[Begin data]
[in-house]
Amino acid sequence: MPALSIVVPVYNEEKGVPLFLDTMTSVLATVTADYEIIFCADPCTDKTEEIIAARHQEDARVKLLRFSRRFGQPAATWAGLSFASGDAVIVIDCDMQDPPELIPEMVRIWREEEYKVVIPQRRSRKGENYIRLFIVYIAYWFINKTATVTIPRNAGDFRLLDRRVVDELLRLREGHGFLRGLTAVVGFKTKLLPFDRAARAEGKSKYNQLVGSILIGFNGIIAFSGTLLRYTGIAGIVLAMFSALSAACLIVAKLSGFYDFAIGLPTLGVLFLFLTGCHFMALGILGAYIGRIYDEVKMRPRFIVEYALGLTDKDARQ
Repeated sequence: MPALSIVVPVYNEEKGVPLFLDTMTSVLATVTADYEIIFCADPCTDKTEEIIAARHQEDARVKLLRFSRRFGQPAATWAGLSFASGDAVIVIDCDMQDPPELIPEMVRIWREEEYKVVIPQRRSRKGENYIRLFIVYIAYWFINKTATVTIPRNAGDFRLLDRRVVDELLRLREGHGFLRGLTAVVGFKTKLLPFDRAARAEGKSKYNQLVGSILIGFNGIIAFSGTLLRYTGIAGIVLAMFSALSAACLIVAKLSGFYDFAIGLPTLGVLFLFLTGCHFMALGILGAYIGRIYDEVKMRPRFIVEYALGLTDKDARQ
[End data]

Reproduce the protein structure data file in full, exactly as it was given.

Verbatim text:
[in-house]
Amino acid sequence: MPALSIVVPVYNEEKGVPLFLDTMTSVLATVTADYEIIFCADPCTDKTEEIIAARHQEDARVKLLRFSRRFGQPAATWAGLSFASGDAVIVIDCDMQDPPELIPEMVRIWREEEYKVVIPQRRSRKGENYIRLFIVYIAYWFINKTATVTIPRNAGDFRLLDRRVVDELLRLREGHGFLRGLTAVVGFKTKLLPFDRAARAEGKSKYNQLVGSILIGFNGIIAFSGTLLRYTGIAGIVLAMFSALSAACLIVAKLSGFYDFAIGLPTLGVLFLFLTGCHFMALGILGAYIGRIYDEVKMRPRFIVEYALGLTDKDARQ
Repeated sequence: MPALSIVVPVYNEEKGVPLFLDTMTSVLATVTADYEIIFCADPCTDKTEEIIAARHQEDARVKLLRFSRRFGQPAATWAGLSFASGDAVIVIDCDMQDPPELIPEMVRIWREEEYKVVIPQRRSRKGENYIRLFIVYIAYWFINKTATVTIPRNAGDFRLLDRRVVDELLRLREGHGFLRGLTAVVGFKTKLLPFDRAARAEGKSKYNQLVGSILIGFNGIIAFSGTLLRYTGIAGIVLAMFSALSAACLIVAKLSGFYDFAIGLPTLGVLFLFLTGCHFMALGILGAYIGRIYDEVKMRPRFIVEYALGLTDKDARQ